Before I provide you with the proper tools for drafting a well thought out memoir and the common mistakes to avoid, let me do a quick recap of what a memoir actually is. Ok, I will try my best to keep this explanation as brief as possible, so we will skip right to the nitty gritty... A memoir tells the story of a pivotal event in the author’s life. It is still factual like an autobiography, but the author’s feelings, assumptions, and perspectives are a vital component to the theme. Instead of explaining facts that span the entire life of the author in chronological order (autobiography), the memoir focuses on one important event, and explains the author’s personal thoughts and feelings while it was happening (see ‘Memoirs vs Autobiographies’ for a deeper analysis).
Does that make sense? I hope it does. I kind of wasn’t in the mood for a lengthy introduction. Now that we’ve gotten that out of the way, it should be easier to understand the common mistakes that new writers make when going about writing a memoir. Well, without any further ado, lets hop right to it my friend!
Not giving more consideration to the introduction: The first common mistake that up-and-coming writers make is not giving enough consideration to how they start their book. If you have read any of my other blogs, you already know how important first impressions are. Having a good introduction is the key to keeping the reader’s eyes glued to the rest of your story. The first chapter of a book is particularly important because that is the anchor to the rest of the story. It is your first introduction to the reader and sets the tone for the rest of the book. This is where the reader decides if your story will be relatable or not.
Many first-time authors also make the mistake of assuming their story is best told in chronological order. They forget that memoirs only include certain experiences…not all of them… so the introduction does not necessarily have to start from your date of birth. Start your book in the middle of the action. Have the reader wondering how and why the story got to that point. Keep their eyes glued to the pages as you prepare to take them on the journey of your life… then you can circle back to who you are and how your life began. Or begin your story after the pivotal event has occurred, then take your readers on a retrospective that considers the circumstance that led up to main event. That type of storytelling is such an attention grabber. We see it in movies and television shows all the time!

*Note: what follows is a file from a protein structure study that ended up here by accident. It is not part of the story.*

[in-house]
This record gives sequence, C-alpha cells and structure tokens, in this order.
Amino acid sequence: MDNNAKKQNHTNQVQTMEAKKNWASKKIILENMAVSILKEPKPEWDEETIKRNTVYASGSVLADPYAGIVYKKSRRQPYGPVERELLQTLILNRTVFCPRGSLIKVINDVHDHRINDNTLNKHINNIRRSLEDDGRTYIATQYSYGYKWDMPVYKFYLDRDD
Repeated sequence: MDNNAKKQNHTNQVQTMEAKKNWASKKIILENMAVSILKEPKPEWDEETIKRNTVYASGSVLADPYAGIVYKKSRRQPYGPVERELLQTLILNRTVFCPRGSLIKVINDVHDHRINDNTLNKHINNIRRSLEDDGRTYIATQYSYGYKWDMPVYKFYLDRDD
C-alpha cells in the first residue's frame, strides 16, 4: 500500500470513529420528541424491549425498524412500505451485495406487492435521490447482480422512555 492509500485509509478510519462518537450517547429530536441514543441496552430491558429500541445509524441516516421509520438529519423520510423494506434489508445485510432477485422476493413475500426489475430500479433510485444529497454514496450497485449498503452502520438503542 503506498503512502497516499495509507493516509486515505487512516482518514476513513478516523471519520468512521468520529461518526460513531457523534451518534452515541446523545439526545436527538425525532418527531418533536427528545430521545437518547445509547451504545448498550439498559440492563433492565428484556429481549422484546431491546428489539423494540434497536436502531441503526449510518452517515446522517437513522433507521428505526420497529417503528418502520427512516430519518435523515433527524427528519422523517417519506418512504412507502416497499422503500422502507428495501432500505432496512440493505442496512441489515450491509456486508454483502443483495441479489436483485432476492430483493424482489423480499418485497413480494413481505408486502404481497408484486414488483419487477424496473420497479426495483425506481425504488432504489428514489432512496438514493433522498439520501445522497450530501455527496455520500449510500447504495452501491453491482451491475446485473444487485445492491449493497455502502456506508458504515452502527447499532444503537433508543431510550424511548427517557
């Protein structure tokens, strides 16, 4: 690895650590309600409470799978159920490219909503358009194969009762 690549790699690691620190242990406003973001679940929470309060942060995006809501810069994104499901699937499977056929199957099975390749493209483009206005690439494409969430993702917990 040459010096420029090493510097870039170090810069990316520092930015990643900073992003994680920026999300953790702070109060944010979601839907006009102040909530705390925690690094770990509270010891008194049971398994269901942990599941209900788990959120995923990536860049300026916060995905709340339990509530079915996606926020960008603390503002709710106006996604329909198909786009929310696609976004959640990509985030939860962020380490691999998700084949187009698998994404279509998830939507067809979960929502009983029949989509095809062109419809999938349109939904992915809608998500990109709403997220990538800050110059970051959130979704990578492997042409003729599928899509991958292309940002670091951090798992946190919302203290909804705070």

Using the wrong point of view: I know this seems a bit elementary, but we still need to be address this because it still occurs (no shame). Sometimes new writers forget that a memoir should be written in the past tense, and in the first person. Remember, the difference between a memoir and an autobiography is that you are involving your thoughts and feeling about an event from YOUR PERSPECTIVE. So naturally, there should be a first-person point of view. New writers make the mistake of writing in the present tense because normally when we come across other forms of storytelling (whether it be a novel, or non-fiction), it may be in the present tense depending on the author and the subject matter. But memoirs should ALWAYS be in the past tense.
Confusing it with a self-help book: Typically, people write memoirs because they want to help those that will potentially read it. Makes sense, right? However, first-time writers often confuse the two. Yes, both may include a problem in the author’s life, but the memoir usually has an overall theme to the story. Self-help books are meant to help the reader solve a personal problem. They are written in a straightforward way so you can go from point A to point B. In a memoir, the author goes from point A to point B in the story, but they don’t necessarily instruct the reader on how to do so. The author shares his or her thoughts, feelings, and emotions on the subject matter, but does not provide any advice for others who may come across the same problem. If you are new to the world of professional writing, just make sure your intent is clear when you author your book. If you are simply looking to tell a story, then you are writing a memoir. But if you are giving instructions on how a person can go from point A to point B in order to solve a personal issue, then that is a self-help book. Do not confuse the two.
To sum it all up, your memoir is about a pivotal moment in your life… from a first-person point-of-view… in past tense. It could unfold like one of those movies that starts at the middle or end of the story. You’re not just stating facts like an autobiography, nor are you writing an instructional self-help book. Rather, you are providing your thoughts and feelings about a particular event in your life. There is no need to have multiple events lined up in chronological order.
Like what you learned? Great! What life changing event are you going to share with the world? Carry on now, your audience is waiting.